Not all mortgage shoppers benefit from APR

Costs vary for borrowers seeking short-term loans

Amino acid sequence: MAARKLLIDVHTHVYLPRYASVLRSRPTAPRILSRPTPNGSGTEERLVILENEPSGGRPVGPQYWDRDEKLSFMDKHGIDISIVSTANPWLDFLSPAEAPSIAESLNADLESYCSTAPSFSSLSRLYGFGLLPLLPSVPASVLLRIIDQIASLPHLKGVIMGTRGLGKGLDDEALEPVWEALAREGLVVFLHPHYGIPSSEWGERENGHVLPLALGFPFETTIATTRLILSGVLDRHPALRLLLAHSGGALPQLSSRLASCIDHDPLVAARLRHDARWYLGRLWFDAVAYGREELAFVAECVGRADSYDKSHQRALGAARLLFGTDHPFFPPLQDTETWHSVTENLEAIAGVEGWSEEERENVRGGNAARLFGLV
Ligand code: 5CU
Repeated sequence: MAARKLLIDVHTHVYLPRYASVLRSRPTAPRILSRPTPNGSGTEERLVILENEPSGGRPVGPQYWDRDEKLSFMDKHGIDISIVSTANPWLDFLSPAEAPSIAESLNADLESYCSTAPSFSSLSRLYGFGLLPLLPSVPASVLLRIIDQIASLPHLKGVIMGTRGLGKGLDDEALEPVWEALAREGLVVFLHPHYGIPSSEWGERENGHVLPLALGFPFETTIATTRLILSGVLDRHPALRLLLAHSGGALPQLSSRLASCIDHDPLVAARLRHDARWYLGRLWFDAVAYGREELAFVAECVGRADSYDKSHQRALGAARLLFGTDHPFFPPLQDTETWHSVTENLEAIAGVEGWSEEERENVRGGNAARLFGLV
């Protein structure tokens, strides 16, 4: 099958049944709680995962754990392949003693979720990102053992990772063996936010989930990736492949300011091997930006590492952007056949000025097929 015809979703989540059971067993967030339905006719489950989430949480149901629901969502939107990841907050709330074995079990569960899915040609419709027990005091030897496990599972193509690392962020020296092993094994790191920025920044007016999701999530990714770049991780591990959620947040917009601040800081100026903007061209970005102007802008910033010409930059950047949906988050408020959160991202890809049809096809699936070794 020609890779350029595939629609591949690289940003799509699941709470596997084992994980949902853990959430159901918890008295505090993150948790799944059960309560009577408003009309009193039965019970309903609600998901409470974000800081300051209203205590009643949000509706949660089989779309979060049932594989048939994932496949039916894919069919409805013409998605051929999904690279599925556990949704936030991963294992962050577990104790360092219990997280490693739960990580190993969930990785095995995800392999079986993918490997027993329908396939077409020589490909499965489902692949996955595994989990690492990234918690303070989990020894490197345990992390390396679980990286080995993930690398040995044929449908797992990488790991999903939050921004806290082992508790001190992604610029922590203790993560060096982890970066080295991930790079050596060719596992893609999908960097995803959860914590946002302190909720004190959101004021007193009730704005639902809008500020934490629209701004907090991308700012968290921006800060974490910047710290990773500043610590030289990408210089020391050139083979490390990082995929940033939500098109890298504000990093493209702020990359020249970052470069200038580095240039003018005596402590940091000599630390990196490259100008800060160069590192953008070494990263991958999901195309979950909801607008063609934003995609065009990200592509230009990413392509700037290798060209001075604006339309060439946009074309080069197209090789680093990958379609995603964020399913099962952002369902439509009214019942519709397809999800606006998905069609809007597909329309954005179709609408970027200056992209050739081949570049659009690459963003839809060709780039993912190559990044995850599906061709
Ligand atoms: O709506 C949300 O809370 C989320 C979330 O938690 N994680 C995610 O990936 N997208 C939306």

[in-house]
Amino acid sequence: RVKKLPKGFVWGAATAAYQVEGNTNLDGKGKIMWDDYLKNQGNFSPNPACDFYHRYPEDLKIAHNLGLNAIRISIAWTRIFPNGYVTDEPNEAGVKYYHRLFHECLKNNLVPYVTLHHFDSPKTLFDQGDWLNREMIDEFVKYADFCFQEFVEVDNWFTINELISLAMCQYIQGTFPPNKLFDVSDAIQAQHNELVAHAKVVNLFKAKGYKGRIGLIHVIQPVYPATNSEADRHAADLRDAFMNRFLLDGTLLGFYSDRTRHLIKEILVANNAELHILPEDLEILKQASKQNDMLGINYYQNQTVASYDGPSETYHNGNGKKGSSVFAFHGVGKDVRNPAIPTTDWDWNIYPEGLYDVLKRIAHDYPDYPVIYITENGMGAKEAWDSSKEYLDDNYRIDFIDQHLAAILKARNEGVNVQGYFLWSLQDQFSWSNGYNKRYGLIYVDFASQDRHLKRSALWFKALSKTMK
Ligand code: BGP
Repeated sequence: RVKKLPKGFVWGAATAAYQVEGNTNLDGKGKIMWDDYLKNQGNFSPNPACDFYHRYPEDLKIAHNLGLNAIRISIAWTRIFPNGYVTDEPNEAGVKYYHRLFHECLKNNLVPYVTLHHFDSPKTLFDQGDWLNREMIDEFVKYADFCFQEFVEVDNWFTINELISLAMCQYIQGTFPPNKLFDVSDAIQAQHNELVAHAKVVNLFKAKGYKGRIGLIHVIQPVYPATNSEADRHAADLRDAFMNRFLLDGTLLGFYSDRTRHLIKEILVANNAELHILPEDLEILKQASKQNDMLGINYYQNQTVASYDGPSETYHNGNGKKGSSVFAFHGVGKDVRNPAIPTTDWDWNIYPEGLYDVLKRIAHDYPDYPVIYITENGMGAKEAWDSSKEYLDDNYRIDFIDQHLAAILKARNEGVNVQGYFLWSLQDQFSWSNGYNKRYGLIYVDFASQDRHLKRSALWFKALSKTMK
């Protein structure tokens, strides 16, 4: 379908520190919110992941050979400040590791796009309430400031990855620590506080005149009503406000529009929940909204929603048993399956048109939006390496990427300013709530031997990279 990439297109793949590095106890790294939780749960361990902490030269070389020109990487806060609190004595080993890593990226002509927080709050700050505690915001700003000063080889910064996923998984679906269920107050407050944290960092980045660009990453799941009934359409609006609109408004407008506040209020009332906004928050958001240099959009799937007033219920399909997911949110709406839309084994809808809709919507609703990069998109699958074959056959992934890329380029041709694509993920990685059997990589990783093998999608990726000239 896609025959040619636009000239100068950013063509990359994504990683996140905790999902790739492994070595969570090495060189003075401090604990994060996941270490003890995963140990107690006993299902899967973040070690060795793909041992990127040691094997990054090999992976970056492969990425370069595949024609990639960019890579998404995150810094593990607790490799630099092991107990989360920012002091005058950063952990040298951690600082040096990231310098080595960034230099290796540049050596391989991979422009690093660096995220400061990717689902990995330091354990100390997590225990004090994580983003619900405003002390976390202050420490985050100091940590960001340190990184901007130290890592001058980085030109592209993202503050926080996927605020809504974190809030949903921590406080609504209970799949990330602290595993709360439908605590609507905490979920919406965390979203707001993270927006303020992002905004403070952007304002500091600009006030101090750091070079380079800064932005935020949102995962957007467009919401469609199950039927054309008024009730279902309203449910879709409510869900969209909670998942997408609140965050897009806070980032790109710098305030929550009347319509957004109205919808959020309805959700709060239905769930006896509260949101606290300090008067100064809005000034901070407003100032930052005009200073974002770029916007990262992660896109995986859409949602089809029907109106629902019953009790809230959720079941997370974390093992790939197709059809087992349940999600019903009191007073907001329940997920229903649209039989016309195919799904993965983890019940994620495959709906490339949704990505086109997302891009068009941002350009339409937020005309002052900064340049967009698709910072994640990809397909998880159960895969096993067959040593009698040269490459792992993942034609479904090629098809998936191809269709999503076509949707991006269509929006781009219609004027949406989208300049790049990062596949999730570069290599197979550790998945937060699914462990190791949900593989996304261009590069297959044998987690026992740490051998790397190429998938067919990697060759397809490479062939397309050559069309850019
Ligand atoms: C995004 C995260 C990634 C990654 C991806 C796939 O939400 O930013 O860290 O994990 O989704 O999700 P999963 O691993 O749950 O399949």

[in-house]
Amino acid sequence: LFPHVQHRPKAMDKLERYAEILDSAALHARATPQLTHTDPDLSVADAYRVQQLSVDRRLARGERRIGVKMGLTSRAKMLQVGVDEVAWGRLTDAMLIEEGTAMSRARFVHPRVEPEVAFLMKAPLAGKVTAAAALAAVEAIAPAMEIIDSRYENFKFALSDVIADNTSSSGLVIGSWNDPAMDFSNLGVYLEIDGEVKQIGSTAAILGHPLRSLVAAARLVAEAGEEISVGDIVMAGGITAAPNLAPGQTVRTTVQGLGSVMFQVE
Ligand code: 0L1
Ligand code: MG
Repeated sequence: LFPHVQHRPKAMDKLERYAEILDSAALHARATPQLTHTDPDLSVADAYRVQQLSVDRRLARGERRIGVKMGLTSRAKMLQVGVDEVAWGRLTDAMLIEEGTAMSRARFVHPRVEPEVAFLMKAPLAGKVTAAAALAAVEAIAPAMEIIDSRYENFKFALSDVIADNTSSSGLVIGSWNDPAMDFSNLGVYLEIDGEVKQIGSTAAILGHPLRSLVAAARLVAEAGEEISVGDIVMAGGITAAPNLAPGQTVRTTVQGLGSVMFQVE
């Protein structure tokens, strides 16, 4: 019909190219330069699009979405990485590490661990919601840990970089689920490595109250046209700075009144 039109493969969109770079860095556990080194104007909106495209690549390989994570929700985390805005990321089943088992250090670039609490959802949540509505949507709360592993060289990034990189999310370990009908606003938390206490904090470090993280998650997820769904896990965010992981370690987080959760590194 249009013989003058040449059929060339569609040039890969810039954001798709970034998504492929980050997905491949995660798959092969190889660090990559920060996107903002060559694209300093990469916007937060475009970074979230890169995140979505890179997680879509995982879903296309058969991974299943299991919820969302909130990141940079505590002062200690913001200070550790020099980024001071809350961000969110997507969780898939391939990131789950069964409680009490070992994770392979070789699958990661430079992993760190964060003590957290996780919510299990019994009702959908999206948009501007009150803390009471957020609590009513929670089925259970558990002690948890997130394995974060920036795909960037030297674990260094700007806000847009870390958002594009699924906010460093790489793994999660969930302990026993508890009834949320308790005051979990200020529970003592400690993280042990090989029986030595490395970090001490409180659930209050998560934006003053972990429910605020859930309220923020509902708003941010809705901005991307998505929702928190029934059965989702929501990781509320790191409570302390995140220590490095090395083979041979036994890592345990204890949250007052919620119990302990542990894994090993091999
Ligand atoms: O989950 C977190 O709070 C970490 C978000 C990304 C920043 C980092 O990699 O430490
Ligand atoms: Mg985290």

What is the APR? The APR, or annual percentage rate, is a measure of the cost of credit that includes loan fees paid to the lender upfront, as well as the interest rate. The higher the loan fees, the larger the APR will be relative to the rate. What is the purpose of the APR? To provide a single comprehensive measure of the cost of credit to borrowers, which they can use to compare loans of different types and features and loans offered by different loan providers. The APR is a mandated disclosure under Truth in Lending. Mortgage shoppers confront it as soon as they search for interest-rate quotes because the law requires that any rate quote must also show the APR. Can all borrowers rely safely on the APR? No, some should ignore the APR, including: Borrowers who expect that they will sell their house or refinance the mortgage within seven years. Borrowers looking to raise cash, who are comparing the cost of a cash-out refinancing with the cost of a second mortgage. Borrowers w...